South East Wales

Hammer attack woman let down by police, says IPCC

Christopher Veal
Image caption Police failed to recognise Christopher Veal as a registered sex offender

A woman attacked with a hammer after reporting her partner for a previous attack was repeatedly let down by South Wales Police, the Independent Police Complaints Commission has said.

The force did not realise Christopher Veal was a convicted rapist because they mis-spelt his name.

Moments after police left Charmaine Lewis's Cardiff home, Veal broke in and attacked her in front of her children.

The IPCC said one officer had a case to answer for misconduct.

Another officer and three control room staff should be subject to management over poor performance, the investigation found.

IPCC Commissioner Jan Williams said the force had "put this woman and her children at serious risk" and "did not give this case any urgency or priority".

She said South Wales Police needed to make "major cultural change".

The police watchdog's investigation found Ms Lewis was "let down by a consistent thread of low level performance by South Wales officers and other staff".

Violent attack

It report outlines how Ms Lewis had reported Veal to police following an assault in August 2011 but police could not find him on records - it later transpired they had typed in the incorrect name - and failed to identify him as a registered sex offender.

She contacted police three days later and went to Fairwater police station saying she felt threatened by Veal. Officers responded by driving her home in a marked police van and told her she would be safe.

Minutes later Veal broke in and violently attacked her with a claw hammer.

Ms Lewis suffered serious injuries, including broken ribs and lost teeth.

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Media captionCharmaine Lewis said she waited three hours for the police to arrive to take her and her children away to the police station

"He hit me in the head… stamped on my body and broke my ribs," she said. "I was covered in blood... I woke up in hospital.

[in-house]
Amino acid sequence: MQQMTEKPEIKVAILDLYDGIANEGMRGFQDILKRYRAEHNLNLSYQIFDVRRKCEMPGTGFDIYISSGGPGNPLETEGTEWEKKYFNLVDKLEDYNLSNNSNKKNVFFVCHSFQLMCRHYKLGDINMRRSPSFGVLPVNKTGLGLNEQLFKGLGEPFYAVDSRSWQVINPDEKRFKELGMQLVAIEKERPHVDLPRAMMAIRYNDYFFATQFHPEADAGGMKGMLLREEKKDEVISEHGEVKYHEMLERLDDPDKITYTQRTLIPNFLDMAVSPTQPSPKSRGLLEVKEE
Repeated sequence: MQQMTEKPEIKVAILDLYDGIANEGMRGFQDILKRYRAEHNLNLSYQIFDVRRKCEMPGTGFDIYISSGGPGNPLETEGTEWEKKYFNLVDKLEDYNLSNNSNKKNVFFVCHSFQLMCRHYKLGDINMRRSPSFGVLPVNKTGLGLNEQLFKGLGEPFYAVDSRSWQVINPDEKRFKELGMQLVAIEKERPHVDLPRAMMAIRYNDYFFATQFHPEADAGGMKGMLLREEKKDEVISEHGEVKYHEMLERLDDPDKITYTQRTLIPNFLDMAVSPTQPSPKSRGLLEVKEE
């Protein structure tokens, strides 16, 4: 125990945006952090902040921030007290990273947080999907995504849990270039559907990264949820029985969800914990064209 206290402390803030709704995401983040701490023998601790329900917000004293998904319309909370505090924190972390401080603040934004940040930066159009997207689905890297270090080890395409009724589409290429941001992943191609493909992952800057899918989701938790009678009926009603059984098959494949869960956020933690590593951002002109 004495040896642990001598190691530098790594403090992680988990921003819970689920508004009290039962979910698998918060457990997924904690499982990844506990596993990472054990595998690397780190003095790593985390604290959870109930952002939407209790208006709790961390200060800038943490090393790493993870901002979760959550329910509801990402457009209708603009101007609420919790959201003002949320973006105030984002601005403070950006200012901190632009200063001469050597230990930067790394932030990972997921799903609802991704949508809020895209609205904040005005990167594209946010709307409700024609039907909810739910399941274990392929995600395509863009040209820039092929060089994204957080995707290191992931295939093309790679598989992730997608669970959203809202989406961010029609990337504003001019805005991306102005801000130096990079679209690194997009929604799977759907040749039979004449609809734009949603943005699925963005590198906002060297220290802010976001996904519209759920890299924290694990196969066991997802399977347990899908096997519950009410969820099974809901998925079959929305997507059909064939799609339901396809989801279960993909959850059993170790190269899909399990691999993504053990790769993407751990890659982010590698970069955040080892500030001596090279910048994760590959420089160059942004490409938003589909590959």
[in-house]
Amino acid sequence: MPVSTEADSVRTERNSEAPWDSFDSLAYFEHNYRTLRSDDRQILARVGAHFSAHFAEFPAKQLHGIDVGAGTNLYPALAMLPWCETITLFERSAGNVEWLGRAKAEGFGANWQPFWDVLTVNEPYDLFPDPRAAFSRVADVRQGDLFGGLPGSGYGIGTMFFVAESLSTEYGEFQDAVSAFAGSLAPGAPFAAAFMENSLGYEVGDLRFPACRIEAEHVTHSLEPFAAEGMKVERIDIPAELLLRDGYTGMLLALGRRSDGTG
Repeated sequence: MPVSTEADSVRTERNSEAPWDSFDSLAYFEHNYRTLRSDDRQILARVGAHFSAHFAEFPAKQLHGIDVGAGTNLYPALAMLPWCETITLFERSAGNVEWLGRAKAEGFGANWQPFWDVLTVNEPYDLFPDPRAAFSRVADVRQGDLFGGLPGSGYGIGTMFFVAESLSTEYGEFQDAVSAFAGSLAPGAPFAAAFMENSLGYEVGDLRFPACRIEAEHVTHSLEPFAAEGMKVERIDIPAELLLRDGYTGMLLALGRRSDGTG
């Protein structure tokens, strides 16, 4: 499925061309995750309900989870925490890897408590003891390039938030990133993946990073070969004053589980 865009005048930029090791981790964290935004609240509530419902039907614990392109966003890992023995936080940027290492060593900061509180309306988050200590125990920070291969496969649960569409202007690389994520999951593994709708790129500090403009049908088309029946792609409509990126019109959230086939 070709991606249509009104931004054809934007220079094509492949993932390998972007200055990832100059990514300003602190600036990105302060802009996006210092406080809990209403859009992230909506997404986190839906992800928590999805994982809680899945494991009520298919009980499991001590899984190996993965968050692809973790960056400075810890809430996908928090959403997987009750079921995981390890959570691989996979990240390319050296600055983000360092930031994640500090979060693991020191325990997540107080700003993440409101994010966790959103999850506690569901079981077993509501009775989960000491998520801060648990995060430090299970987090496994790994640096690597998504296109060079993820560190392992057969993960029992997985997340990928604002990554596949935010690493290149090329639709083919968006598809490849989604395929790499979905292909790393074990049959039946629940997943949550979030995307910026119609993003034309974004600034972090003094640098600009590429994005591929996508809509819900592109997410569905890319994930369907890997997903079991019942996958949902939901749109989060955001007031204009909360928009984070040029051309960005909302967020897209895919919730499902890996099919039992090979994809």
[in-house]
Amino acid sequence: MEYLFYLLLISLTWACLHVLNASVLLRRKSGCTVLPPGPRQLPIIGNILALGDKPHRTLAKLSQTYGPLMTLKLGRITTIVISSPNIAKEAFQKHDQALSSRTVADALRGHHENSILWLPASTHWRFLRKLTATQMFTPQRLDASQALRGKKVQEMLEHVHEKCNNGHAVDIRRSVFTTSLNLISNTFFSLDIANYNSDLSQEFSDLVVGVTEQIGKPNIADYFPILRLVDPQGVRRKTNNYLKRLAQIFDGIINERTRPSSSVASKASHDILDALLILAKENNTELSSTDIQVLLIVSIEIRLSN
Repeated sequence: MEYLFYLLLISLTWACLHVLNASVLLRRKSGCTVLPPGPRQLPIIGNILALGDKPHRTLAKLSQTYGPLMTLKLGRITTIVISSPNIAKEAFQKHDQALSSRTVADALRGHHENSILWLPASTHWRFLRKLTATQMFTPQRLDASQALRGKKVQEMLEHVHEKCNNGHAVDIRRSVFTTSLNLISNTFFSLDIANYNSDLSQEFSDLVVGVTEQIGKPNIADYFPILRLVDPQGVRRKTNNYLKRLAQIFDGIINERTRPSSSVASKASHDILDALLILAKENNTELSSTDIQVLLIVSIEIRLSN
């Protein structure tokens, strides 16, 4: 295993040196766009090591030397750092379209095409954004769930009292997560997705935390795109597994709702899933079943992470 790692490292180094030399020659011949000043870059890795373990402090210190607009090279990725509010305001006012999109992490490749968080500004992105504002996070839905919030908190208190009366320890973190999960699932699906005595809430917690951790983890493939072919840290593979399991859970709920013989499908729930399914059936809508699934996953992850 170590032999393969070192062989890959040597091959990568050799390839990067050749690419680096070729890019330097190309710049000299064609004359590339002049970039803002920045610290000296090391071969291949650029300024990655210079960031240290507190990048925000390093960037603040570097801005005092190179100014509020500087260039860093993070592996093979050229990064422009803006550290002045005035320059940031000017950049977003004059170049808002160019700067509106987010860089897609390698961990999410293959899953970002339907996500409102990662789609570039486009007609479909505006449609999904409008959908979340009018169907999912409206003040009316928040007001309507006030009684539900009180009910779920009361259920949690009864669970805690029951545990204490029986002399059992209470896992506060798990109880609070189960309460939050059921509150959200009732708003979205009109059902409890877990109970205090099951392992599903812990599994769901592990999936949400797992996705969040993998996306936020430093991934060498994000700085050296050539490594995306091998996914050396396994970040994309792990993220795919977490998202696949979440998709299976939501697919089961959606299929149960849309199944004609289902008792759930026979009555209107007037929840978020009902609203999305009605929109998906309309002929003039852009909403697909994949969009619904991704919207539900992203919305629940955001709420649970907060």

"He was a very high risk. I trusted the police. They should have kept us in the police station or waited until they had arrested him."

She added: "He thought he did kill me because he phoned the police and said he'd killed me.

"He said 'come and get me' and the police said 'we're too busy, phone again in an hour and we'll come and get you'."

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Media captionIPCC commissioner Jan Williams said officers failed to use intelligence properly

IPCC commissioner Jan Williams said South Wales Police did not take the initial report seriously enough.

She told BBC Wales: "They didn't give it a high enough priority and they didn't give any urgency to finding the offender.

"As a consequence, he was able to repeat his attack on her three days later with really serious results that hospitalised her.

"We were really concerned that all the information about him was there on the systems. They had all the intelligence they needed and they didn't look at it properly.

"Some of the officers didn't know any of his background. Nobody was joining the dots.

"It's pointless having theses intelligence systems if officers don't know that they should or don't know how to access them."

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Media captionMr Michael said the events should not have happened as they did

The report found South Wales Police should have referred the matter to the IPCC at the time it happened.

They were only made aware when Ms Lewis' MP, Susan Elan Jones, complained on her behalf after she moved to live in north Wales.

South Wales Police's deputy chief constable, Matt Jukes, said in a previous statement: "It is clear that we did not provide the victim in this case and her children with the care and protection that she needed at a critical time and we are sincerely sorry for that."

South Wales Police and Crime Commissioner Alun Michael said: "The events should not have happened as they did. The deputy chief constable made that absolutely clear.

"The thing is there have been failures in the past which is why I and the chief constable made tackling violence against women and girls such a high priority in the police and crime plan."

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